I love hearing her tell the story about the summer that the boys (my husband and his brother) moved the dirt in the back yard. She had a pile of dirt in the back yard, and when summer started, she told the boys it need to be moved to another corner of the yard. They filled buckets. They built roads. They dug holes. I suspect they threw a few dirt balls. When the pile of dirt was moved to the spot she had indicated (some weeks later), she told them it needed to be moved to yet another spot. They kept busy. She kept sane.
This is the same person who signed her kids up for swim lessons every morning all summer long. The kids got up and going and out of the house each and every day. They learned to swim. They made friends. They found things to do in and around the park where the lessons were scheduled. She survived summer.
Fast forward several years later, and this same person is a wonderful grandmother to my own two children. I learn so much from watching her interact with them. The way she listens without any distractions. The way she invites them to help her, (and they eagerly oblige). The way she knows the just-right gifts for each of them. The way she rubs their backs or brushes their hair and gets them to talk with her about anything and everything. The clever way she gets them to quiet down when their boisterous ways are too much for one household to endure . . .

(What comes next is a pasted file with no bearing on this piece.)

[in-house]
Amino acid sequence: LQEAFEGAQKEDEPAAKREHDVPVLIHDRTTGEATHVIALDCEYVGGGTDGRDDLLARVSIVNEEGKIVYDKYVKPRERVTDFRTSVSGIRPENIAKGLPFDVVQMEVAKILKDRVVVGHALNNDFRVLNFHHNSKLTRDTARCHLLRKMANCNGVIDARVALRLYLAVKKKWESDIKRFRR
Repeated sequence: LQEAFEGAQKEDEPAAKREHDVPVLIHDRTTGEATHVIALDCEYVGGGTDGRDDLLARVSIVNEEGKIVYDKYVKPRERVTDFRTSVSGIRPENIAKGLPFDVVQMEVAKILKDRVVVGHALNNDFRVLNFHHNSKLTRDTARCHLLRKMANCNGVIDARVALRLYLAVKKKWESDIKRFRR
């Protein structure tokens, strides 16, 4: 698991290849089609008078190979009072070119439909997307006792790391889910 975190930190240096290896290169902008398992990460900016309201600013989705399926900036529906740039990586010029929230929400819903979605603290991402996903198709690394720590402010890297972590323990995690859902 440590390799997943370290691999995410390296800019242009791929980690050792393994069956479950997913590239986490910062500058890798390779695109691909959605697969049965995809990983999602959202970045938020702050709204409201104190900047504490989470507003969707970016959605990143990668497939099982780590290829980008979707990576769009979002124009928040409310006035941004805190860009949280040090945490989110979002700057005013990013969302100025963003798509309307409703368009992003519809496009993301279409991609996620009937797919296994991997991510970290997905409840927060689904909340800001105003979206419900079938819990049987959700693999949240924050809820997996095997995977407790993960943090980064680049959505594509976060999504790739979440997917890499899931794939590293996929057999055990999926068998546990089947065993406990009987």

She calls it The Quiet Game. When she announces that the game has begun, no more words or sounds can be made. You can point. You can gesture emphatically. You can mouth words. But you cannot make a sound. The first person to make a sound is disqualified. If you get disqualified too quickly (she is the judge), then the game starts over . . . and over . . . and over.
My family is noisy. There is no doubt in anyone's mind when we have arrived. We have very little that is quiet about us . . . except when we are trying to win The Quiet Game.
I've used this same technique in classes that are extra boisterous. Don't get me wrong. I'm all for encouraging the exuberance and energy that is childhood. But sometimes, my ears (and my psyche) need a break. The Quiet Game allows me to re-direct the energy into quietude (and allow myself a brief respite from noise).
The Quiet Game is easy to play. I like to use the sign for quiet to announce the start of the game. I also like to use sign language in place of spoken language while the game is underway. It's amazing how much kids can say with their hands when their voices are off. Give it a try. I'd love to hear your experiences.
If you want more tips for enriching your learning environment with sign language, you can find links to the full series of posts here.